US must now decide outcome of nuclear row: Ahmadinejad
Tehran, May 9 (DPA) Iranian President Mahmoud Ahmadinejad said Tuesday that, following his letter to American President George W. Bush, the ball now lay in the US court with regard to Iran's nuclear programme.
"We are waiting to see how the Americans will react as it is now up to them to decide how to proceed, we have no problems in deciding," Ahmadinejad said on state television before leaving for a state visit to Indonesia.
He did not elaborate about the letter sent the day before to the White House leader.
He said in keeping with "Islamic ethics", Iran would not disclose the contents of the letter before the Americans did.
"All I can say about the contents is that the letter contains the standpoints of the Iranian nation on global affairs and offers solutions on how to settle the problems currently agonising the world," Ahmadinejad said.
Meanwhile the spokesman for Iran's National Security Council, Hossein Entezami, said Tuesday that Tehran's withdrawal from the Nuclear Non-Proliferation Treaty (NPT) was not on Iran's agenda.
Entezami told Fars news agency that Iran considers the NPT to be a good treaty but blamed the West of following a double standard in the implementation of the treaty.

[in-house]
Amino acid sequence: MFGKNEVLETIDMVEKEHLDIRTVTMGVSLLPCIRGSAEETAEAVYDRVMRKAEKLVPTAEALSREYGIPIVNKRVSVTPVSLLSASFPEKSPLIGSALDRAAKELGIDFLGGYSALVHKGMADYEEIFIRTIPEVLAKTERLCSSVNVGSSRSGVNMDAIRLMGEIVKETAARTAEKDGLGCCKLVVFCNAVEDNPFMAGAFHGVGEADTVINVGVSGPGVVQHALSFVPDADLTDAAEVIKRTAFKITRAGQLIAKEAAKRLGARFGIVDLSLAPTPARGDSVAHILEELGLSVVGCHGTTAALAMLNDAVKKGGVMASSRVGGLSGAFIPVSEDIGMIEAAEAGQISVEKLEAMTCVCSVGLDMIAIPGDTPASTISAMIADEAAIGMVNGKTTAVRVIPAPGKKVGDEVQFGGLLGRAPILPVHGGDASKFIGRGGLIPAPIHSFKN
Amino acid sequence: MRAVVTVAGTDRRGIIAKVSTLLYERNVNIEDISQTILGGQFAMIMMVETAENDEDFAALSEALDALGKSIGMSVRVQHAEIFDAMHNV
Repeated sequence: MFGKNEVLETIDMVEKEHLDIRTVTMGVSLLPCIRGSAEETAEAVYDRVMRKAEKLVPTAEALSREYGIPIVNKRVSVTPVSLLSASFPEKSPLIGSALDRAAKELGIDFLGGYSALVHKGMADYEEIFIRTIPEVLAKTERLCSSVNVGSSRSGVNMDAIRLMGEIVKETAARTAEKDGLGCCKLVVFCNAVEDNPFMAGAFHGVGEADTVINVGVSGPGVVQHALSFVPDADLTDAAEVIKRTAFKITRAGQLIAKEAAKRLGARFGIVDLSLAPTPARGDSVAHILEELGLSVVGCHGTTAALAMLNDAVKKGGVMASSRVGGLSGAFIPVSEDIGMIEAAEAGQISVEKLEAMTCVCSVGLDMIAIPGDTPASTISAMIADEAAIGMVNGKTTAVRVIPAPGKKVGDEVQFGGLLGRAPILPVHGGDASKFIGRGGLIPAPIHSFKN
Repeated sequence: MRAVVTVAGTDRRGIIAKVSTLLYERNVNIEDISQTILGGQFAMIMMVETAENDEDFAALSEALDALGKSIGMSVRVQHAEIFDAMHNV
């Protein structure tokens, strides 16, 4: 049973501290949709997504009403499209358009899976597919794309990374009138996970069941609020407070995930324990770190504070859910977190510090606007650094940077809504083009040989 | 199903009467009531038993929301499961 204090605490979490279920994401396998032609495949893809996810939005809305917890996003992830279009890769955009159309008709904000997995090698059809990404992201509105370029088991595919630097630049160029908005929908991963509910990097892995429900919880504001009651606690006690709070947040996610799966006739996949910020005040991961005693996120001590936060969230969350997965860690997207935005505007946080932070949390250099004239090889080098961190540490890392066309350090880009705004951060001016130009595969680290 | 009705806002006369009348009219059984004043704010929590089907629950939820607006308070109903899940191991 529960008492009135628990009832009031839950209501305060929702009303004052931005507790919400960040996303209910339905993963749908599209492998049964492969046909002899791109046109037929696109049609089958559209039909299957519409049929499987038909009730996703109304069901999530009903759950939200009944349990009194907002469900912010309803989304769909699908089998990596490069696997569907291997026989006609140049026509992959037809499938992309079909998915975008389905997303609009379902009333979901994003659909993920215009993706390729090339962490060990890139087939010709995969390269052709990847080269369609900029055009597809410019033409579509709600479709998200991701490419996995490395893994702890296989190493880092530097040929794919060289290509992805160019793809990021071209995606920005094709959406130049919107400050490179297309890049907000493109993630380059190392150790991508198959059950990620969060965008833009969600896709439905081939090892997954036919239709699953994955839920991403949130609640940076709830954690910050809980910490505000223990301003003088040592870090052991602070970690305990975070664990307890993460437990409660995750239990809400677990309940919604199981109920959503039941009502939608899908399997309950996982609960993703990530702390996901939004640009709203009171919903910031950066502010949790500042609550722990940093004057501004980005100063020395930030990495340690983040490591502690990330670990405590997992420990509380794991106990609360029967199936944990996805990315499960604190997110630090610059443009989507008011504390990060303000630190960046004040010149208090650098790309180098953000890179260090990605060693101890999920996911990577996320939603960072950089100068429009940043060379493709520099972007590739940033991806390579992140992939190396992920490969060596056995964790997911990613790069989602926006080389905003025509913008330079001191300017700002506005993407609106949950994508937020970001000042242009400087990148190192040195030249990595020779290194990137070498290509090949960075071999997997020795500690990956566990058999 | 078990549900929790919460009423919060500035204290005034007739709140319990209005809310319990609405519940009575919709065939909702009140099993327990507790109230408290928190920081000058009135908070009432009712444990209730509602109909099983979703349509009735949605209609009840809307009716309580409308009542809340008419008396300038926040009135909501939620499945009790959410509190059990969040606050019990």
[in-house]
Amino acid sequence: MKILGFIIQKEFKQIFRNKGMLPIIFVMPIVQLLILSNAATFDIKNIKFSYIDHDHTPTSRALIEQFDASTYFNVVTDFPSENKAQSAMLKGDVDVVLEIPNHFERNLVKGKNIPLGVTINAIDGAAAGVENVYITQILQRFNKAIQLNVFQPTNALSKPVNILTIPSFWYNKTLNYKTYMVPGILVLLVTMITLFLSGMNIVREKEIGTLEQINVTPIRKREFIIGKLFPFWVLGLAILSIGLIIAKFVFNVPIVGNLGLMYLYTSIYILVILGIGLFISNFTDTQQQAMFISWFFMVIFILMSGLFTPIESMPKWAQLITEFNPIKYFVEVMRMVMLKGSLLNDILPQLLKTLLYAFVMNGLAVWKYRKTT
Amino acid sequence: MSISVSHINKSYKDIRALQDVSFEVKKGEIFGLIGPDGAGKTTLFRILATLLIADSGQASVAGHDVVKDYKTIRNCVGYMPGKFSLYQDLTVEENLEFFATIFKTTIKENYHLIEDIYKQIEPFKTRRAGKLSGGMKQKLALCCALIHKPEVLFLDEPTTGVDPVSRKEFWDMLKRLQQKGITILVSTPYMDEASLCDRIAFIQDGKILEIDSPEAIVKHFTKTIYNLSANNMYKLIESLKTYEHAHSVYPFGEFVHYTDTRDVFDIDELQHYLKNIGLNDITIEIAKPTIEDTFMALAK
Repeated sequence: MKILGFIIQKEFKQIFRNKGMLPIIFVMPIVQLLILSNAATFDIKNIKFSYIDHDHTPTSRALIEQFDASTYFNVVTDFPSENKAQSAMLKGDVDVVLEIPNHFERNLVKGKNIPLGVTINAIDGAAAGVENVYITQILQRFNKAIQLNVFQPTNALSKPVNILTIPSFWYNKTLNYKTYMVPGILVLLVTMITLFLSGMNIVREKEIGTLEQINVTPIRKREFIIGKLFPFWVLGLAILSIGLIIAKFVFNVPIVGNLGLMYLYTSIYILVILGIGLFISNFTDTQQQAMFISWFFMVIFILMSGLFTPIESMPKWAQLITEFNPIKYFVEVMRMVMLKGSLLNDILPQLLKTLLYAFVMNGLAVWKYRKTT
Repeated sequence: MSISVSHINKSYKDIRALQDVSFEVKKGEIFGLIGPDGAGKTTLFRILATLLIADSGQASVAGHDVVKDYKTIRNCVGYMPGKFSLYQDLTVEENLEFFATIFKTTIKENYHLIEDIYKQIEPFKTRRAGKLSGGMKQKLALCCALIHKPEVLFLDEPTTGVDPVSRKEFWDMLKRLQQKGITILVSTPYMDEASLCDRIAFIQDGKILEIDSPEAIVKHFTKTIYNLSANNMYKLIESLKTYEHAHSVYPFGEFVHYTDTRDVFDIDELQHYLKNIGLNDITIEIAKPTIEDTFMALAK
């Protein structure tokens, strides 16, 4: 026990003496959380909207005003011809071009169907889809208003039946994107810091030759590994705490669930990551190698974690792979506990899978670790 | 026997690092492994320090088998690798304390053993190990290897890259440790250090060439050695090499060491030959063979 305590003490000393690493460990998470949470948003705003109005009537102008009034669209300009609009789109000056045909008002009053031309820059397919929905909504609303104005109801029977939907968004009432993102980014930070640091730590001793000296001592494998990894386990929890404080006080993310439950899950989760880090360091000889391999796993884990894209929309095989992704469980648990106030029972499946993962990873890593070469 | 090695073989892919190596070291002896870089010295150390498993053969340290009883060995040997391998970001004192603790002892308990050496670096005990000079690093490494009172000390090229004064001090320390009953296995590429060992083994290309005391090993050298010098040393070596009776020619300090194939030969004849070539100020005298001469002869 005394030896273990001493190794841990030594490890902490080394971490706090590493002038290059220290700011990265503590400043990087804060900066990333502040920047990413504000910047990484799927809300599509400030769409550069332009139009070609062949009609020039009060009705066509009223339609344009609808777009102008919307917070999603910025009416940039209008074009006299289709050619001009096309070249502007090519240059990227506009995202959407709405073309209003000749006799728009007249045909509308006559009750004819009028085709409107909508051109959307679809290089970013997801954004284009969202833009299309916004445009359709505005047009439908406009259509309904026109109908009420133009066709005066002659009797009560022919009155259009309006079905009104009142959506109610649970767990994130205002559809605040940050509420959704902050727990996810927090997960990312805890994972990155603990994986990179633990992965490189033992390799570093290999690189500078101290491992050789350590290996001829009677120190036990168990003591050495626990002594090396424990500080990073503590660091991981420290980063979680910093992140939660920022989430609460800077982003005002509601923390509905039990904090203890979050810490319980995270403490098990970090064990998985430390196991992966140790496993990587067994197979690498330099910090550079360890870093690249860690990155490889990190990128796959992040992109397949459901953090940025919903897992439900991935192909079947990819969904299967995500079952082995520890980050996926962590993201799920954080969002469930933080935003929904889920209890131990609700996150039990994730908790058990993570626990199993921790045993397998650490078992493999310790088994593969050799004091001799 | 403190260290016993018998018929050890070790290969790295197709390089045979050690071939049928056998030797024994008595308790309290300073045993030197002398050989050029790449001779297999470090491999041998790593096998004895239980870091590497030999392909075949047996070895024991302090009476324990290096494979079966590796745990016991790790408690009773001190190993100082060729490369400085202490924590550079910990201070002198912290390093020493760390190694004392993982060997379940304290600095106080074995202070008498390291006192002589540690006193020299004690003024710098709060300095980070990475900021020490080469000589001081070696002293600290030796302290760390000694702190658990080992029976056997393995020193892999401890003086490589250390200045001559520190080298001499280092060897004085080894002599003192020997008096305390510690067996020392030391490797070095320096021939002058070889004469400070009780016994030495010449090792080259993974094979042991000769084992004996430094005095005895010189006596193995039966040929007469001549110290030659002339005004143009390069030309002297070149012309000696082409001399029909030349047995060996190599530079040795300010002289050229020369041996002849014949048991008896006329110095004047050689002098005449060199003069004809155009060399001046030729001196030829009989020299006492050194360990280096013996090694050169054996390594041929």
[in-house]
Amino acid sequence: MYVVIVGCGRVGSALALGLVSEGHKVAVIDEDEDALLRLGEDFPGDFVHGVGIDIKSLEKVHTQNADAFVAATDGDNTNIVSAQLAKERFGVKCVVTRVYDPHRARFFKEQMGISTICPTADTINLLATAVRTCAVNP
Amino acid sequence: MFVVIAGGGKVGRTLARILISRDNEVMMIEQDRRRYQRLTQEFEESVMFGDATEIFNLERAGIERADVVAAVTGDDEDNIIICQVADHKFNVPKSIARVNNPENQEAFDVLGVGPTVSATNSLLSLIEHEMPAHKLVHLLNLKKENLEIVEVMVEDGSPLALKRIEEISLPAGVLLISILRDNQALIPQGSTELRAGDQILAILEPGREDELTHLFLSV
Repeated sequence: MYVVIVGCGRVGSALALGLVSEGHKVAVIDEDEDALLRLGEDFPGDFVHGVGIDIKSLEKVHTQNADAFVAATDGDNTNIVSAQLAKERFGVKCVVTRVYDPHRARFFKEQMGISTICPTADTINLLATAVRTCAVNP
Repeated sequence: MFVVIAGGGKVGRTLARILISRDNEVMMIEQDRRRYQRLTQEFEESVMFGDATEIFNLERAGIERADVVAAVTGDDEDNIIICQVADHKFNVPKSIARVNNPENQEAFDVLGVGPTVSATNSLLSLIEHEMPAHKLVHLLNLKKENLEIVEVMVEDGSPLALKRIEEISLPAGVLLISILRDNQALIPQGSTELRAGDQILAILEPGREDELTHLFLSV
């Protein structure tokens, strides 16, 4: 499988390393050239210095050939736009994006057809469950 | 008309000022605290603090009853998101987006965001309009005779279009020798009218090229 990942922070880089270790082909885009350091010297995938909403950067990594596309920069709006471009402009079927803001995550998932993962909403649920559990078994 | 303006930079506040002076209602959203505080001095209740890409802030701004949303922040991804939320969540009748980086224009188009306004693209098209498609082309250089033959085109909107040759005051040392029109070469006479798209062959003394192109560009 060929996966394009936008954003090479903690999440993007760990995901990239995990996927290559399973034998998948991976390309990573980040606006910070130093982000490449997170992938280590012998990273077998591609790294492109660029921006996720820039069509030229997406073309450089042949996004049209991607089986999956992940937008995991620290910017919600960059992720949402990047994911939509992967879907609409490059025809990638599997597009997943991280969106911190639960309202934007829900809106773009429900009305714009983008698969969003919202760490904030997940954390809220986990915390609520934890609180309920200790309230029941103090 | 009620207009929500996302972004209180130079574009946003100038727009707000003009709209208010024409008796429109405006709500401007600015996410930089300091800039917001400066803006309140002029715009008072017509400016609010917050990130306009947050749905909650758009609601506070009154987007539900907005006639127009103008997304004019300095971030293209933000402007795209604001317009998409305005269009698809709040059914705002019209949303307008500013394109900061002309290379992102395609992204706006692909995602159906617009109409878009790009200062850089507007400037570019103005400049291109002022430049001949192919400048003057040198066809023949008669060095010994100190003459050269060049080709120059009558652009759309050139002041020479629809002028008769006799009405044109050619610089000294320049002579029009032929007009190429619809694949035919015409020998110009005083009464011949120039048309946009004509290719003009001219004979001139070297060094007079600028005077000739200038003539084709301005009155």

He said that if the Iranian case returned from the UN Security Council to the International Atomic Energy Agency (IAEA), then a suitable timetable could enable an agreement acceptable to both sides.
Entezami said that, as an IAEA member, Iran wanted its nuclear activities to be acknowledged and would in return remove all ambiguities by starting a consortium for joint uranium enrichment and resuming large-scale IAEA inspections.
Foreign Ministry Spokesman Hamid-Reza Assefi said he considered the initial reaction in Washington to Ahmadinejad's letter as irrelevant.
US Secretary of State Condoleezza Rice had said the letter contained "nothing important for the nuclear talks".
State television quoted Assefi as saying that the letter was not supposed to raise the nuclear dispute "as Iran has enough international legal backing for pursuing its nuclear programmes without needing to mention this issue in the letter (to Bush)".